Shearman & Sterling started the legal department as law firms expanded their client offerings. | Media Pyro


  • The New York firm will create a new offering sold as Legal Management by Shearman
  • Shearman joins firms looking to innovate in corporate services

(Reuters) – Shearman & Sterling said on Wednesday it has launched a new service to help corporate law clients address regulatory challenges, becoming a new law firm to diversify beyond than traditional legal practices.

The New York-based firm is hiring internal teams for the new service, which is being marketed as Shearman Legal Services. Shearman said the division will provide knowledge management, legal technology, business intelligence and other services.

Law firms are increasingly creating new subsidiaries and internal divisions that focus on areas such as technology, information and legal staff for corporate clients, an opportunity to differentiate their services and competition with other legal service providers.

Cleary Gottlieb Steen & Hamilton launched a technology-driven transactional business unit in June. Such efforts are still rare among Wall Street firms, but a growing number of other major U.S. and international law firms are investing in the project.

Although Shearman Lawyers has already offered 850 features of its new service to clients, the offering is being expanded and formalized to meet the growing operational needs of law firms of all sizes, which said Anthony Widdop, global director of Shearman’s legal practice.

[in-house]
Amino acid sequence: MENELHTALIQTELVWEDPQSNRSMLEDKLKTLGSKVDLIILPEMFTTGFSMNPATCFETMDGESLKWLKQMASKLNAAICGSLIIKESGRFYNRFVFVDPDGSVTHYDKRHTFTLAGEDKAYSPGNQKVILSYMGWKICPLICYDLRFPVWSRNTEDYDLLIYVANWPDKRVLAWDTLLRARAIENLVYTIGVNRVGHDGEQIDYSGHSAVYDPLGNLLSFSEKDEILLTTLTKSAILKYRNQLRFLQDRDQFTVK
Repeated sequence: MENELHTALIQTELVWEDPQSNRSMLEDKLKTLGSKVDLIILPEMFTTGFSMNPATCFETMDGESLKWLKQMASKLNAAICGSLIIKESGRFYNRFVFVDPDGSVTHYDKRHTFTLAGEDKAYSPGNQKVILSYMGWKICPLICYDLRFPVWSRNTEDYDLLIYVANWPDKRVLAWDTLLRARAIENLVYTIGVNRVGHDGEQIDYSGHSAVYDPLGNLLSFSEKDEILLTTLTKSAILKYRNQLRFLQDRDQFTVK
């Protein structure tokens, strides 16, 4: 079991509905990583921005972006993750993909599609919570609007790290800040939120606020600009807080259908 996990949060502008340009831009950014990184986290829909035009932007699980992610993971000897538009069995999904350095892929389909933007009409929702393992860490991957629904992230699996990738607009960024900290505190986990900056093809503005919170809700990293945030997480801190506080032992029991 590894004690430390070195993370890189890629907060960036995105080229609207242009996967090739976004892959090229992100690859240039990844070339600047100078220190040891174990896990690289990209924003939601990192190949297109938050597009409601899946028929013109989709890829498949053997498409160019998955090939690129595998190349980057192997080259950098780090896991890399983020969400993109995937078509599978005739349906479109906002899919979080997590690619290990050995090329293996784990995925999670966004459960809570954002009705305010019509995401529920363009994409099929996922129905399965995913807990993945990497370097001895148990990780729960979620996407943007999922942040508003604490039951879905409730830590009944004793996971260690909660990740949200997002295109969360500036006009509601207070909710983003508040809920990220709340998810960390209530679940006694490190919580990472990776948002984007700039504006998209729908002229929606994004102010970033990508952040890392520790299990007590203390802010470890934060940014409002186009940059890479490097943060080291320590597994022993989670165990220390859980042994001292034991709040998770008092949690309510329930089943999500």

Many clients are “still early in their regulatory journey,” Widdop said, and the firm’s focus is on providing strategic advice to companies setting up or reforming a regulatory practice. law.

The goal is not to provide “low-wage jobs or jobs,” he said.

Shearman had been involved in an offer since January, Widdop said. Currently, the firm has worked to create a knowledge management strategy for a “high-powered client” that is shaking up its legal department, and is helping an insurance firm better understand new tools to manage the contract, he said.

Widdop will lead the division alongside Shearman’s chief knowledge and client value officer Meredith Williams-Range and chief technology officer Lawrence Baxter.

He said that the company initially plans to use the offer to expand existing customer relationships, and that going forward “if everything is the same, all we can do for the customers will give us a competitive advantage.”

The firm did not share a salary range but said it would depend on the scope of work.

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Sara Merken

Thomson Reuters

Sara Merken reports on privacy and data security, including the business of law, including legal innovations and key players in the legal services industry. Reach him at


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